Family-owned restaurants in the Woodmont Triangle section of Bethesda have relationships with customers that span decades.
But many of the small, family-owned spots lack the marketing budgets to generate new customers, so they brainstorm inexpensive ways to get the word out. “Even with 20 years at the same location, people come in and say, ‘I didn’t know you were here’—and they live in Bethesda,” says Amsellem of Tragara. “You have to put your name everywhere.” Amsellem is thinking about using e-mail to inform regular customers about specials or upcoming events.
Traettino, owner of Positano, has purchased a 25-acre farm near Tappahannock, Va., where he grows 10 varieties of grapes. He hopes to open a winery and to sell the wine he’ll make at his Bethesda restaurant. That, he believes, will attract attention—and customers. Trattoria Sorrento has “opera night” the first Thursday of every month. Soprano Diane Abel invites the crowd to join in and sing with her.
Greg Hourigan, the owner of Hard Times Cafe, says he sponsored more than 45 fundraisers in 2007, gave away scores of gift certificates for school and church auctions, and he reels off a list of the local schools he regularly supports. “On weekends, I have a wait for high chairs and boosters. It’s like a kindergarten in here,” Hourigan says. “We’ve found our niche and become a neighborhood place.”
Once the small restaurants get new customers, they say they keep them with a combination of good food and a warm, inviting atmosphere. “You don’t just come for the food,” Dahan says. “It’s the service— the experience of coming to Le Vieux Logis. People become friends, not just customers.”
Says Namin, of Red Tomato Café: “Customers look for a place they can put on their weekly route. It’s up to you to keep your customers on a weekly basis. We recognize our regular customers, we’re familiar with their special needs; that’s how we can separate ourselves and can survive with chains.”
‘We’re like their family’
It’s 9:45 p.m. on a Friday, and the dinner scene at Sorrento is winding down. Dominic Sergi, the owner’s son-in-law, has pulled up a chair at the end of the table where Mary and Mario Bruno of Olney have finished their dinner in the now-nearly- empty restaurant. Dominic’s wife, Melinda, is still waiting on customers as the Brunos describe the fresh food and warm welcome they’ve enjoyed consistently since they started coming to the restaurant about 15 years ago. Sofia Sergi, 5, wants to know how old she was then. “That was before you were even born,” her father says. That gets her attention.
As Dominic starts to recount his father-in-law Carlo Di Simone’s story of coming to the U.S. from Italy and eventually opening a succession of Italian restaurants—including Sorrento—Sofia goes to get “the book.” The leather-bound album contains photos of Di Simone and his ice sculptures, wedding cakes and other creations when he worked for Braun’s Fine Catering in Hyattsville from 1968 to 1971. Sofia picks up the narration as the Brunos nod knowingly. Says Mary Bruno: “It’s not like a business. We’re like their family.”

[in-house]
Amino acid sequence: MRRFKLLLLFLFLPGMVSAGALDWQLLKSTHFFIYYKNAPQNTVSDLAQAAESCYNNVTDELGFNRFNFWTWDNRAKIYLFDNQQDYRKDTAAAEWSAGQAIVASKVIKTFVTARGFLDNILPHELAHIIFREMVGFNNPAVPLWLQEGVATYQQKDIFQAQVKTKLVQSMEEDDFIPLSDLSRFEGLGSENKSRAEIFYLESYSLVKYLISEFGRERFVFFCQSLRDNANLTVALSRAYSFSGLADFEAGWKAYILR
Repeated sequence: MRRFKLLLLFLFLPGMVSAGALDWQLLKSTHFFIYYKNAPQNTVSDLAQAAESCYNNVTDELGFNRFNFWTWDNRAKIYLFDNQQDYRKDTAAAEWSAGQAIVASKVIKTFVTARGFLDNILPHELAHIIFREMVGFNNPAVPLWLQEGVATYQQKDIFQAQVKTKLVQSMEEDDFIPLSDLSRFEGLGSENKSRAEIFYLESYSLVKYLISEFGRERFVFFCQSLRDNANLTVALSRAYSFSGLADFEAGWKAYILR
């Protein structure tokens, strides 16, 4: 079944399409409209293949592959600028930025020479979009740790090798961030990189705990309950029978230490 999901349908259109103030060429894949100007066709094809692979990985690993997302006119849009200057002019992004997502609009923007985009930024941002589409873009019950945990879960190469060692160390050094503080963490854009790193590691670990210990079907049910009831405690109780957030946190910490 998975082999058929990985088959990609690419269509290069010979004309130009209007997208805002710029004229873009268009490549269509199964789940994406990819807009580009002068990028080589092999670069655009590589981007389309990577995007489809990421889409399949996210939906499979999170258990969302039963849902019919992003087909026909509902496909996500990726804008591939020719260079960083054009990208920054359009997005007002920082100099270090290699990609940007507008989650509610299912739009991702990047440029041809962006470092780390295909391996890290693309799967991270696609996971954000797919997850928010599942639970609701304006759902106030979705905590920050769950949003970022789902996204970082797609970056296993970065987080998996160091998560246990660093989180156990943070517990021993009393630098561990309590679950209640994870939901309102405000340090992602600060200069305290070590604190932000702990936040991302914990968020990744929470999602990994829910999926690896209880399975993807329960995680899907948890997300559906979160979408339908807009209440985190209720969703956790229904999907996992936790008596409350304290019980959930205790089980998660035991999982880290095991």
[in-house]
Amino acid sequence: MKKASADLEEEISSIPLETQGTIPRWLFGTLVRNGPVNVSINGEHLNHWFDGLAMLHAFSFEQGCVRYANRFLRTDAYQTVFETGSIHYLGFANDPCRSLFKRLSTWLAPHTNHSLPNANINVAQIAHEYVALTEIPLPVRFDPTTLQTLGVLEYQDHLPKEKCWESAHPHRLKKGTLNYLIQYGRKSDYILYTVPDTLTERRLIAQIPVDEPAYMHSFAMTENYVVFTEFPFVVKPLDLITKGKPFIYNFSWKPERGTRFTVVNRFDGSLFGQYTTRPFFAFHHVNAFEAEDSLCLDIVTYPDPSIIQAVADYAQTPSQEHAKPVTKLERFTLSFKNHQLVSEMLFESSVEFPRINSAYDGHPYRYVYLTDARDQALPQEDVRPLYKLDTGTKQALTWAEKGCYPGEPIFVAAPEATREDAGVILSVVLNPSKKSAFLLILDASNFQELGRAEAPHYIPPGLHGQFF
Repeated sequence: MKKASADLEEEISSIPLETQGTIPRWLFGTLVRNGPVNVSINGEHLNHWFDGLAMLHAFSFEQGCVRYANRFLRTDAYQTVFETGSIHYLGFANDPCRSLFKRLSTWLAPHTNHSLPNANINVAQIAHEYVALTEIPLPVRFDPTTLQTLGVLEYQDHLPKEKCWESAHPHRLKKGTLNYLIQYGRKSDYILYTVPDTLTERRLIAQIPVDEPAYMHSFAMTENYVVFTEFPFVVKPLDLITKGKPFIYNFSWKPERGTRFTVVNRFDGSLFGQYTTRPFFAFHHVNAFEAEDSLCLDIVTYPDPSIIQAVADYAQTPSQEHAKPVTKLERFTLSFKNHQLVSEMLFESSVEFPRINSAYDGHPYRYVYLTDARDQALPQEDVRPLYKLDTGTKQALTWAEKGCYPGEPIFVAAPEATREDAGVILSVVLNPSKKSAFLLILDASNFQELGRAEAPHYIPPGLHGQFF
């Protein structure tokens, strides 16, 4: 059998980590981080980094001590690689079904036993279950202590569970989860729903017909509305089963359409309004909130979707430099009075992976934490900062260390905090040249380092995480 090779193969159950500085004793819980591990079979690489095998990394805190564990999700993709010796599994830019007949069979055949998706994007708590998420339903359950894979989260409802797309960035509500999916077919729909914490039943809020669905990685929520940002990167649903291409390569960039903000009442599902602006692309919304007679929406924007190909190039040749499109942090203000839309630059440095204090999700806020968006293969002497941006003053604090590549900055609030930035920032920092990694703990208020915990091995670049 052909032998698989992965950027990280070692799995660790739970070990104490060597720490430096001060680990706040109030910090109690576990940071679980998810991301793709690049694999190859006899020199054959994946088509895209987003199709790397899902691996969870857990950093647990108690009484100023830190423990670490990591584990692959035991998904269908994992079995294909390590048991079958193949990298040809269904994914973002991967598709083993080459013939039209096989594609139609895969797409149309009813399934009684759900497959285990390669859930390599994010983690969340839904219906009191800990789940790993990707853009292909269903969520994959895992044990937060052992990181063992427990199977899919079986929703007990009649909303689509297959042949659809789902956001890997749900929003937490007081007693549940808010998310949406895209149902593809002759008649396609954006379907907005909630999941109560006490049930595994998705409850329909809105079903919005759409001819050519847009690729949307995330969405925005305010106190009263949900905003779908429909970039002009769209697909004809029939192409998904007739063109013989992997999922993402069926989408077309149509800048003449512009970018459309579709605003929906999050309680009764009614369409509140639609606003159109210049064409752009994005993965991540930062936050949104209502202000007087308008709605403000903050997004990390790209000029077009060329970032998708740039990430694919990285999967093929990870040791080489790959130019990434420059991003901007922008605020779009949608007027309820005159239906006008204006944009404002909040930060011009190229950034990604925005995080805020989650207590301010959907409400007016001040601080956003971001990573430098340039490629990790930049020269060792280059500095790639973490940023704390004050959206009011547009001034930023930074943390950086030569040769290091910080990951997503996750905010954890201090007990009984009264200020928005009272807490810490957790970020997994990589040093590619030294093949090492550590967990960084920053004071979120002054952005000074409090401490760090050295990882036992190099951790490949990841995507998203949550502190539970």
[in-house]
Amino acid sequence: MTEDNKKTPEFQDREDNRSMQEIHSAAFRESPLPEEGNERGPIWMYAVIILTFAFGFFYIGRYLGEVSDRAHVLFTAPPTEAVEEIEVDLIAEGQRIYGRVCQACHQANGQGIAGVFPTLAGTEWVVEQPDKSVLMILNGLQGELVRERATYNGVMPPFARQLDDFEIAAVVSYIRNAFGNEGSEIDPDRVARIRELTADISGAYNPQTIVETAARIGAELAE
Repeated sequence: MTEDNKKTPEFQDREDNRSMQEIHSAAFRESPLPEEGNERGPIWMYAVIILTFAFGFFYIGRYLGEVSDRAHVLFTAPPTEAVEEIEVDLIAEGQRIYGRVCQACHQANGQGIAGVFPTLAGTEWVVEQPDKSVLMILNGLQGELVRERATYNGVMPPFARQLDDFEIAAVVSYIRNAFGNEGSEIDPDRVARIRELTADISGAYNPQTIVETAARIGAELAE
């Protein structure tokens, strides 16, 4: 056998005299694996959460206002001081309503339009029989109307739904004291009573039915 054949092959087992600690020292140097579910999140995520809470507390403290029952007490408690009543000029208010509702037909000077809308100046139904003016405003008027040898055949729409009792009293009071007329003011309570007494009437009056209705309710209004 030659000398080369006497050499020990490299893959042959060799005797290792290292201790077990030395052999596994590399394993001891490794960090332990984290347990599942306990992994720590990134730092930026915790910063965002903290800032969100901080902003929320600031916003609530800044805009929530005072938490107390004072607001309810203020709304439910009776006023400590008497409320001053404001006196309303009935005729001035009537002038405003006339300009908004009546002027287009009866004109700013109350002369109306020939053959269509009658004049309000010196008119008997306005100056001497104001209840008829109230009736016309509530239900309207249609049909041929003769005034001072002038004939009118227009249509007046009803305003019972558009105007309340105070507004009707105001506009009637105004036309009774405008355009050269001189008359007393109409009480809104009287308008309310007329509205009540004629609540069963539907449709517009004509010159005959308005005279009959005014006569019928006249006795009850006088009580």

At Tia Queta on a Monday night, the Ireland family of Bethesda has stopped in for a bite. When Ann Ireland delivered daughter Evelyn 12 years ago, her husband, Patrick, brought Tia Queta carryout to her at Georgetown University Hospital. “We used to bring her in the baby carrier and put her on the table,” Ann says, gesturing at Evelyn.
Melissa Ballinger, a Bethesda resident, wanted to open a restaurant in her own community, and was drawn to Woodmont Triangle’s eclectic feel when she established Mia’s Pizzas in 2006.
Her lively restaurant is filled with families munching on her creative pizzas and cupcakes. “People come in and see their neighbors and friends. It’s an atmosphere of, ‘Hey, how are you?’” Ballinger says. She has met many of her neighbors by chatting with her customers. “I’ll tell them where I live, and they say, ‘That’s where I live!’ They say, ‘Oh, you have the dogs!’ ”
Tolling away, night and day owning a restaurant is hard work. Many owners work seven days a week. Some simply laugh when asked about vacations. The first time Montesinos and his wife, Mary Ellen Lee, tried to get away after opening Tia Queta, they got as far as the airport in Longboat Key, Fla. They arrived to find a message that their chef was in the hospital with appendicitis. Montesinos flew home. “That set the course,” Lee says. “After that, we knew we could expect anything.”
Because of the demands of the job, many small-restaurant owners say their kids aren’t interested in taking over the family business. After Montesinos spent two decades of paying for private school and then college tuition for his two sons, his burden is about to ease. His oldest, Roberto, 25, will graduate from law school at Boston College in late May. Son Andrew, 21, is a junior studying political science at Vanderbilt University. The boys are not interested in going into the restaurant business, and that’s fine with Montesinos and Lee.
After years of working from dawn to late in the night, “it’s time for us to enjoy a little bit,” Montesinos says. “One of my goals was to see my kids graduate; then things will be easier [financially]. I don’t want to sell my building, but if some guy wants to rent my restaurant, that would be fine. Let us see what happens.”
Bethesda resident Lisa Nevans Locke has written for The Washington Times, New York Daily News and Journal newspapers, and is co-editor of Going Places with Children in Washington, D.C.